But once the snow touches the ground, the snowflake shape begins to change. Aside from the effects of wind and other physical forces, the snowflake itself slowly morphs over time, becoming more compact and rounded. "You go from this feathered, intricate crystal to something that's more like a ball bearing," says Konrad. "That's a lot faster, because it's got less rough edges."

Some expert course builders even prefer artificial snow—which, they say, has a “old snow” feel without the effort of aging—to the natural flakes. This snow is created by spraying a fine mist of water and compressed air over the course. The expansion of the air chills the moisture and keeps it aloft, ensuring adequate freezing time. The crystals lack the necessary conditions and time to form intricate six-winged flakes, says Konrad so the resulting shape is predictable, making it easy to work with for course building. "But that takes some of the fun out of it," Konrad adds.

For alpine courses, however, a lot of work goes into ensuring the track is fast and durable. The engineers will often wet the surface and then allow it to refreeze, creating a tightly packed, fast course. But if the snow is too wet, or the air too warm, the course will quickly become rutted and fall apart. The people responsible for snow courses spend months tending to the runs leading up to the games—constantly shaping and reshaping every corner and pitch to achieve a perfect balance between a firm, fast course and a sheet of ice.

Of course, sometimes the whims of weather are impossible to correct for. This was an issue at the 2014 games in Sochi, where unusually warm conditions led to bumpy courses and granular, or “sugary,” snow. For the half-pipe, more than half of the competitors fell during the qualifying rounds. Two-time Olympic medalist Hannah Teter called the pipe "dangerous" and "crappy."

For cross country skiing, says Konrad, "Warmer conditions are where your waxes and your structure become extraordinarily important." Various combinations of waxes are applied to the bottoms of skis—often by literal ironing—to help them glide easily atop the snow. And if you use the wrong wax, Konrad explains, "you can really blow it." Teams spend exorbitant amounts of money and time on the wax techs who handle these decisions, the techs head out to the courses in the two years leading up to the event to learn about the range of conditions they may encounter and what works best in each.

The Winter Sports all rely on—and exist thanks to—the unique properties of frozen water. After all, Golden points out, ice skating began because of the simple fact that ice floats atop a liquid pond. In a broader sense, the diversity of life that exists at the North and South Poles is due to the fact that the ice forms a shelf that supports life above, and protects the liquid realm below. As Golden marvels: "It's all because of this one little thing: because the solid form of water is less dense than the liquid form.”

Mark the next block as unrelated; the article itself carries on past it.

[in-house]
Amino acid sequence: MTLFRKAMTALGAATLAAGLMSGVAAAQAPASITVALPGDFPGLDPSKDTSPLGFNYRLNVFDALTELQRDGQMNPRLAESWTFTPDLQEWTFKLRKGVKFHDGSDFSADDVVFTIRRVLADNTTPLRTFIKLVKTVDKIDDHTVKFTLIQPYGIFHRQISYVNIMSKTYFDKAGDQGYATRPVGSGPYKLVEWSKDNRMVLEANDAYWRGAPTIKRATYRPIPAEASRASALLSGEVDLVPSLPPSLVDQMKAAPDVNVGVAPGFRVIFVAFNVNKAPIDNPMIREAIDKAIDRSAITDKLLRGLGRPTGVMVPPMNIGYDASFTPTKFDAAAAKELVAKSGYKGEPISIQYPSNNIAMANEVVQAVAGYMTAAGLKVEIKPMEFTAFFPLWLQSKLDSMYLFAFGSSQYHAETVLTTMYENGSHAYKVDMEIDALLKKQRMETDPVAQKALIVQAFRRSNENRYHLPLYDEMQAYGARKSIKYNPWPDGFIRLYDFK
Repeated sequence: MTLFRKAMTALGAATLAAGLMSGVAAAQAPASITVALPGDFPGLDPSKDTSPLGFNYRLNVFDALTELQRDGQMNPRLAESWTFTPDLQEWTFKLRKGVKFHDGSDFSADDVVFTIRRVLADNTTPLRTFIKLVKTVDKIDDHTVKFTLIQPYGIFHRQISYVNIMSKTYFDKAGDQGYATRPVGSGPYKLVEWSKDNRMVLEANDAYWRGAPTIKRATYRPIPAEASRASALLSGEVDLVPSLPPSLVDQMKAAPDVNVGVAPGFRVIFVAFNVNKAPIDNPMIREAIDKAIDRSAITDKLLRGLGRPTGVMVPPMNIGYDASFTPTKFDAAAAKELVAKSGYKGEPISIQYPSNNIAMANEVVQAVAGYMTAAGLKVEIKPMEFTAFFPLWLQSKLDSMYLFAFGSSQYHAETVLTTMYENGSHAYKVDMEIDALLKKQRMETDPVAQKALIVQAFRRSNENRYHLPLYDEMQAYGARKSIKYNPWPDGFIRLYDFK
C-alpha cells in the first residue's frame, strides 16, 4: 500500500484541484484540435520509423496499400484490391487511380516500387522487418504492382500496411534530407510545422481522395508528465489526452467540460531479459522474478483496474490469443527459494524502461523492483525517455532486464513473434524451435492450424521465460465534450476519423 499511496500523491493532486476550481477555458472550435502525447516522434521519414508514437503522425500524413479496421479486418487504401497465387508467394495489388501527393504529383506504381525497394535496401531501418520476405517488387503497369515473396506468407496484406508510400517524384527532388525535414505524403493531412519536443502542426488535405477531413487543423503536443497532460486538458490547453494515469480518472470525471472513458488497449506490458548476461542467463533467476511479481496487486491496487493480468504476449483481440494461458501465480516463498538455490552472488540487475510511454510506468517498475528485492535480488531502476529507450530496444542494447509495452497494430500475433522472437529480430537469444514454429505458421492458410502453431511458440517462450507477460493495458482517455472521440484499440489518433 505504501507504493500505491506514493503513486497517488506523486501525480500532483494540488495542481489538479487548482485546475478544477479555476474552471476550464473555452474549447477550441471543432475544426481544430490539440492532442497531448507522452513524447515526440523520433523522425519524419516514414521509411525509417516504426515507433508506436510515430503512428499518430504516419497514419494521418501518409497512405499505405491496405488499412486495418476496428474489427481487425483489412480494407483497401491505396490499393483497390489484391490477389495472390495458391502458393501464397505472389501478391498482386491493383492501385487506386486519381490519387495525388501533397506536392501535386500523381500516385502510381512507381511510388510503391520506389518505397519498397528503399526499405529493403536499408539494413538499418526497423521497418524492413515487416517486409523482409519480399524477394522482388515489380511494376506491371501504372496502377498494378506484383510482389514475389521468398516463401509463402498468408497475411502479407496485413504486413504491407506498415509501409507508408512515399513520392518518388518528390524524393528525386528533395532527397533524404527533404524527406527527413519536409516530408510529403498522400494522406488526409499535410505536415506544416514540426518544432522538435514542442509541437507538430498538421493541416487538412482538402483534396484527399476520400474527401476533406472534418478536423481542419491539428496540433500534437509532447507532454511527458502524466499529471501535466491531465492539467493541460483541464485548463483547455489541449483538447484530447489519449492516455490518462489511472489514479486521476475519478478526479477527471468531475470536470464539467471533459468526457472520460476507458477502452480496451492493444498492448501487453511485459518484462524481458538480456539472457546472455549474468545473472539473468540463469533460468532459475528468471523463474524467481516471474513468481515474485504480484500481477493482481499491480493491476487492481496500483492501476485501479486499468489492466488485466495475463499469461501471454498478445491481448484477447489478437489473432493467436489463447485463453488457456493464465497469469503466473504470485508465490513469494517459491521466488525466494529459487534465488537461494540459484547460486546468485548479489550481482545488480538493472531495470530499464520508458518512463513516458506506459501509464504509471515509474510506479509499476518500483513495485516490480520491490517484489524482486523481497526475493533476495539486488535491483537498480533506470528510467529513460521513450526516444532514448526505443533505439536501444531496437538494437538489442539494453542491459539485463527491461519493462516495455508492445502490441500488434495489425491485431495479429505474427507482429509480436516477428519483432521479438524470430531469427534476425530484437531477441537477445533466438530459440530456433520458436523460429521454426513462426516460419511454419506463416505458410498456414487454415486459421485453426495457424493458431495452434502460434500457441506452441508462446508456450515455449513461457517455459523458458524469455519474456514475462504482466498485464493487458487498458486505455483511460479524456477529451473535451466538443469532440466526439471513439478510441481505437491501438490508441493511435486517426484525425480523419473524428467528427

Yet as the climate warms and snowfall becomes increasingly scarce in some locales, outdoor winter sports have come under threat. In Sochi, the organizers created enough snow to cover 1,000 football fields, covering the voluminous piles with insulated yoga-mat like blankets. Along with tech to create artificial snow and preserve snow from year to year, these types of fixes may become increasingly important for the Olympics in the years ahead.

Fortunately, that isn't the worry in PyeongChang, where February wind chill commonly hovers in the single digits. In fact, temperatures might even drop below optimum conditions for some sports: For bobsled, Seitz says, in temperatures well below 23 degrees Farenheit, the ice is extra brittle. For cross-country skiing, says Konrad, the "happy temperature" is around 25 degrees Fahrenheit; any colder and snow becomes dry and slow.

Konrad takes all the conditions in stride. "From a skier perspective, there really isn't a 'best' snow, as long as it's there and comparable for all the competitors, we're usually pretty happy," she says.

But as long as there are winter games, there will be no shortage of the factors and conditions that meticulous Ice Masters take into account when making their medium. After 45 minutes of talking ice, I asked Seitz for any parting thoughts on frozen water. "I probably could go on and on forever," he says.

About Maya Wei-Haas
Maya Wei-Haas

Maya Wei-Haas is the assistant editor for science and innovation at Smithsonian.com. Her work has appeared on National Geographic and AGU's Eos and Plainspoken Scientist.